As Diwali and other festivities are just around the corner, several states and UTs have recently scrambled to impose curbs on sale, purchase and bursting of firecrackers, for environmental and safety concerns. While the festival of lights is one which will perennially be associated with firecrackers and bright lights, the last few years have seen many areas of the country, especially North India (centered around Delhi/NCR) shrouded by toxic smoke and smog as aftermath of such Diwali celebrations, which is further exacerbated by crop-burnings. This piece will analyze and examine the various important judicial and legislative measures regarding the subject matter.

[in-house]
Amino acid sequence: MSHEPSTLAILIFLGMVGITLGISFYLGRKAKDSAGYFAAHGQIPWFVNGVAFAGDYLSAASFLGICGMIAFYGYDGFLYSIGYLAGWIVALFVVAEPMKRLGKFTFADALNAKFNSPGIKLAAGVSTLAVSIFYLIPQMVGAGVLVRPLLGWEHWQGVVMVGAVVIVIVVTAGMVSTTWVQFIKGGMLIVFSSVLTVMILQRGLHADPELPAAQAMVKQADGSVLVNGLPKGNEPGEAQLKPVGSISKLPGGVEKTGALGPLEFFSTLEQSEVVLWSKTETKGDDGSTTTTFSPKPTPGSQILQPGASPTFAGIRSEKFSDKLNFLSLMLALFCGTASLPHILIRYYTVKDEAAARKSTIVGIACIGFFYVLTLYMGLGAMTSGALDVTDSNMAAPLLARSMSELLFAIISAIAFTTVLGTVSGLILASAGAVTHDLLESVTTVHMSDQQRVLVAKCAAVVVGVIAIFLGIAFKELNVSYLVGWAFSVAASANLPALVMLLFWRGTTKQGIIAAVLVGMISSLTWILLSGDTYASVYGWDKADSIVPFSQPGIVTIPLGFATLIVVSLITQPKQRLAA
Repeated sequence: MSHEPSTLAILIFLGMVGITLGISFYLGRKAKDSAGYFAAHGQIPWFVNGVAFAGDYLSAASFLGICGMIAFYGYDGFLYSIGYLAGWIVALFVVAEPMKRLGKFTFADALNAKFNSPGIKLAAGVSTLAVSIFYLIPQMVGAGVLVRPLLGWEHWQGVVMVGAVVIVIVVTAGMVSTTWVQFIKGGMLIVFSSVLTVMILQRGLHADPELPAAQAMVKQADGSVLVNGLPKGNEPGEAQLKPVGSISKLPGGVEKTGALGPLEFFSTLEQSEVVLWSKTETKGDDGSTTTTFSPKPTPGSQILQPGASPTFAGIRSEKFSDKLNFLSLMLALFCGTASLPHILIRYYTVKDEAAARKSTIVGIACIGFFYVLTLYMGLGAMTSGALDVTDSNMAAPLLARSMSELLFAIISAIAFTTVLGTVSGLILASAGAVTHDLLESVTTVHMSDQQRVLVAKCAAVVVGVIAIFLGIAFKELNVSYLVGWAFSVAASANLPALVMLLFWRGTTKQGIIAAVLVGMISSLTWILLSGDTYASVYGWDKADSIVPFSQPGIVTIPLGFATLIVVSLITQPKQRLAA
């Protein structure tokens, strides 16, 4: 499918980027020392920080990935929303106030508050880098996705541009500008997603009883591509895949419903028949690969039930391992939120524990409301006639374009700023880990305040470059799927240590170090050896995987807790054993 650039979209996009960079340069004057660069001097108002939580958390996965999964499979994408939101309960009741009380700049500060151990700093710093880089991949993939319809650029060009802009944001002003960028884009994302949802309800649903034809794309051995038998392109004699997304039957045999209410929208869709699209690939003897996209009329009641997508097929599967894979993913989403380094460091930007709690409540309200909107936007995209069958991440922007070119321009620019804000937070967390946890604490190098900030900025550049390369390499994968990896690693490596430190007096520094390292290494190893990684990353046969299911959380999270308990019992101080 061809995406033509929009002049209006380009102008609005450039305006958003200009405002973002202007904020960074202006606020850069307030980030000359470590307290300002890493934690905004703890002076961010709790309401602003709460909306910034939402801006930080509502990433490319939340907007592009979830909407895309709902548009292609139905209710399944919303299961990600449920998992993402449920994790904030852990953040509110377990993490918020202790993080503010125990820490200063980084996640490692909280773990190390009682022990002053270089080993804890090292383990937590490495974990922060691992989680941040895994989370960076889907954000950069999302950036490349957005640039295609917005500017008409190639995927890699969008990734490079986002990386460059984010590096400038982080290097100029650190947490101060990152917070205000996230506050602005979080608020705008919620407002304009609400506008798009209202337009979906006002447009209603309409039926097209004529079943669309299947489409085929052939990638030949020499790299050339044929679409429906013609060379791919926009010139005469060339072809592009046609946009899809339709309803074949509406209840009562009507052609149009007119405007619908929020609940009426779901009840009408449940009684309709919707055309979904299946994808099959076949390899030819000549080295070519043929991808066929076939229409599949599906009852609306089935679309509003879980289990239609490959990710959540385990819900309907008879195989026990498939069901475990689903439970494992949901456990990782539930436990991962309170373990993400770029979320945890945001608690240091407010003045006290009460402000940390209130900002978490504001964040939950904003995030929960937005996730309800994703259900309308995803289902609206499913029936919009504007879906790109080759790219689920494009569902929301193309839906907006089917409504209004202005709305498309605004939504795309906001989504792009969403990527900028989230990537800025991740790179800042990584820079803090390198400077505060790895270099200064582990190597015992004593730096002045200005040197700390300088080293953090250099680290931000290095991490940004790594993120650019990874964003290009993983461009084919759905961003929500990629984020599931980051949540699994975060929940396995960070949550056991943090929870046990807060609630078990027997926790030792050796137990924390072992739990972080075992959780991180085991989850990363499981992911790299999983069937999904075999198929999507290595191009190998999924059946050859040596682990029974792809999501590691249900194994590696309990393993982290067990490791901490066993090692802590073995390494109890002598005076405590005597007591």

Recent Order By Supreme Court
A Supreme Court vacation Bench comprising Hon’ble Justices AM Khanwilkar and Ajay Rastogi on November 1, 2021 in the case of Goutom Roy and Anr v. State of West Bengal has recently set aside the order of the Calcutta High Court in Roshni Ali v. State of West Bengal which imposed a complete ban of use of firecrackers including “green crackers” in the State of West Bengal. The Supreme Court observed that there cannot be a complete ban on firecrackers. The Court observed that the High Court ought to have given opportunities to the authorities to place on record if any mechanism was in place to ensure that only “green crackers”, as permitted by the Supreme Court, are being used.